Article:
Alphabet, Google’s parent company, is set to report its first-quarter earnings after US markets close today (April 21).
When the company released its results for the first time as Alphabet in February, it didn’t reveal anything particularly surprising, just gave a little more clarity into how much money Google is making (a lot) and how much its “other bets”—including Nest thermostats, Google Fiber, and moonshots such as driverless cars—were collectively losing (also a lot). Chief financial officer Ruth Porat explained in last quarter’s calls that “the majority of efforts within the other bets are pre-revenue.”
Investors seem to have gotten over the fact that Alphabet has a number of side projects that don’t make any money, especially as Porat reassures them the company remains committed to cost discipline. Investment banks are overwhelmingly bullish on Alphabet, with 47 of 51 analysts rating the stock as a buy, according to FactSet.
Here are four reasons why:
Google is expected to see the fastest growth in 17 quarters
Morgan Stanley anticipates ad revenue from Google websites to grow 27% year over year in the first quarter, with mobile driving 60% of that growth. The last time revenue accelerated so quickly was the fourth quarter of 2011, and back then, the business was half the size it is today, according to an April 7 report.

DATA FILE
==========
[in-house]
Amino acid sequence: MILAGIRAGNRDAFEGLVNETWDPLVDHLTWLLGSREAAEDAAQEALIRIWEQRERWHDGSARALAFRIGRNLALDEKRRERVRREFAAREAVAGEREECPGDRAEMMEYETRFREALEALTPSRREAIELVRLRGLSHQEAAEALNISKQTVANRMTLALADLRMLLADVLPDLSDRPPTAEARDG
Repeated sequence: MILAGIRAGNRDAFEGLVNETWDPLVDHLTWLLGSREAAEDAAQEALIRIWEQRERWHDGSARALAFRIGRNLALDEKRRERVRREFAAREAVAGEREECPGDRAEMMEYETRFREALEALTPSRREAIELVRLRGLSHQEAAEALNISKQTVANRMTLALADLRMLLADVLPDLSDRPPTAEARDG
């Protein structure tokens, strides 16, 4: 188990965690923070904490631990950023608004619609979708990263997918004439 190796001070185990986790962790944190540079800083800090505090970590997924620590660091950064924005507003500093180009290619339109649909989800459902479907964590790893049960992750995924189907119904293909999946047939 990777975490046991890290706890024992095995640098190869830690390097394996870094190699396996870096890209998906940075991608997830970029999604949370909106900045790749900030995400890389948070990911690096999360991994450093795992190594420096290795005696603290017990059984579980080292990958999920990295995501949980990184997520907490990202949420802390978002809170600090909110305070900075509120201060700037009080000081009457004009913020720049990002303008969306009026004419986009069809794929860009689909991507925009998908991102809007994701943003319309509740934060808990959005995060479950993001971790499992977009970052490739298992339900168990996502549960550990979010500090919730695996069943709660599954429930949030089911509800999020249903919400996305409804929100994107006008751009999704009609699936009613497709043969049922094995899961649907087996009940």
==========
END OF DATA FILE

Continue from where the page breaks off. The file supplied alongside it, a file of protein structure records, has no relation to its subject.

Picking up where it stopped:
Time spent on YouTube is increasing
A billion users go to YouTube each month to watch videos, and the time they’re spending on the streaming site keeps ticking up. In the first quarter, Morgan Stanley’s Brian Nowak projects time viewed to increase by 42% in the US and 18% globally. “Furthermore, as in prior quarters, there is little indication that the ramp of Facebook’s Premium Video ad product is exerting any sort of headwind to YouTube budget growth,” added Credit Suisse’s Stephen Ju. In 2016, eMarketer expects YouTube ad revenue, which is not broken out by Google, to grow by 21% to $5.18 billion.
Google is gaining ground in the cloud wars
Google Cloud Platform has reportedly won over a number of high-profile clients lately, including Apple, Spotify, and Autodesk. Analysts believe the company will continue to invest in its cloud business in the short term, which “should start to show up in core Licensing & Other growth in 2017,” wrote Deutsche Bank’s Ross Sandler in an April 3 note to investors.
Desktop ad revenue might provide a surprising lift
The optimism comes from a recent design tweak that changes how ads show up on desktop search results. Google recently removed ads on the right-hand rail (where they commanded lower cost-per-clicks) and instead added a fourth ad at the top of its search results. It might seem like a small change, but advertisers eager to get in front of internet users will have to buy higher-priced ad units to be featured there.
Morgan Stanley’s Nowak estimates that the change could add 140 basis points to websites ad revenue growth. “Given Google [owned and operated] desktop search still makes up 55% of total search revenue,” he said, “any acceleration can move the needle.”